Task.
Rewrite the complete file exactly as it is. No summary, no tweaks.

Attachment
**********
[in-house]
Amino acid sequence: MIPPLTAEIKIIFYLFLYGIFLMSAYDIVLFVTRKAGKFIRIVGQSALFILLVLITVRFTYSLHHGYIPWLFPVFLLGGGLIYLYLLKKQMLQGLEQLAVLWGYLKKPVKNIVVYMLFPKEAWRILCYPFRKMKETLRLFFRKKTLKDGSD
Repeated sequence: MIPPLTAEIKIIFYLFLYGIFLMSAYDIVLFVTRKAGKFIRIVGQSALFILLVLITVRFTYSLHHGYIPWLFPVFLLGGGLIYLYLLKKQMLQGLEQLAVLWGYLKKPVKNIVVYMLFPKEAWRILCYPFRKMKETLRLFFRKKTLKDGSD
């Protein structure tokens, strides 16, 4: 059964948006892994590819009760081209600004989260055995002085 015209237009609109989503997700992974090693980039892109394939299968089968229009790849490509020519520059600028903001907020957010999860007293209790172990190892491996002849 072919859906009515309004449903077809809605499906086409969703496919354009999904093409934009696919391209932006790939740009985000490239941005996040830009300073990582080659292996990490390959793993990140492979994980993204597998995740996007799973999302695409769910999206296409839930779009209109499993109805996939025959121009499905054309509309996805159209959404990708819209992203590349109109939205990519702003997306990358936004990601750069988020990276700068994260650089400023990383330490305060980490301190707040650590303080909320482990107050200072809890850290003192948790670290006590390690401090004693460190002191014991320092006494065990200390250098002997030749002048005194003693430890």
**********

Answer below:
[in-house]
Amino acid sequence: MIPPLTAEIKIIFYLFLYGIFLMSAYDIVLFVTRKAGKFIRIVGQSALFILLVLITVRFTYSLHHGYIPWLFPVFLLGGGLIYLYLLKKQMLQGLEQLAVLWGYLKKPVKNIVVYMLFPKEAWRILCYPFRKMKETLRLFFRKKTLKDGSD
Repeated sequence: MIPPLTAEIKIIFYLFLYGIFLMSAYDIVLFVTRKAGKFIRIVGQSALFILLVLITVRFTYSLHHGYIPWLFPVFLLGGGLIYLYLLKKQMLQGLEQLAVLWGYLKKPVKNIVVYMLFPKEAWRILCYPFRKMKETLRLFFRKKTLKDGSD
């Protein structure tokens, strides 16, 4: 059964948006892994590819009760081209600004989260055995002085 015209237009609109989503997700992974090693980039892109394939299968089968229009790849490509020519520059600028903001907020957010999860007293209790172990190892491996002849 072919859906009515309004449903077809809605499906086409969703496919354009999904093409934009696919391209932006790939740009985000490239941005996040830009300073990582080659292996990490390959793993990140492979994980993204597998995740996007799973999302695409769910999206296409839930779009209109499993109805996939025959121009499905054309509309996805159209959404990708819209992203590349109109939205990519702003997306990358936004990601750069988020990276700068994260650089400023990383330490305060980490301190707040650590303080909320482990107050200072809890850290003192948790670290006590390690401090004693460190002191014991320092006494065990200390250098002997030749002048005194003693430890």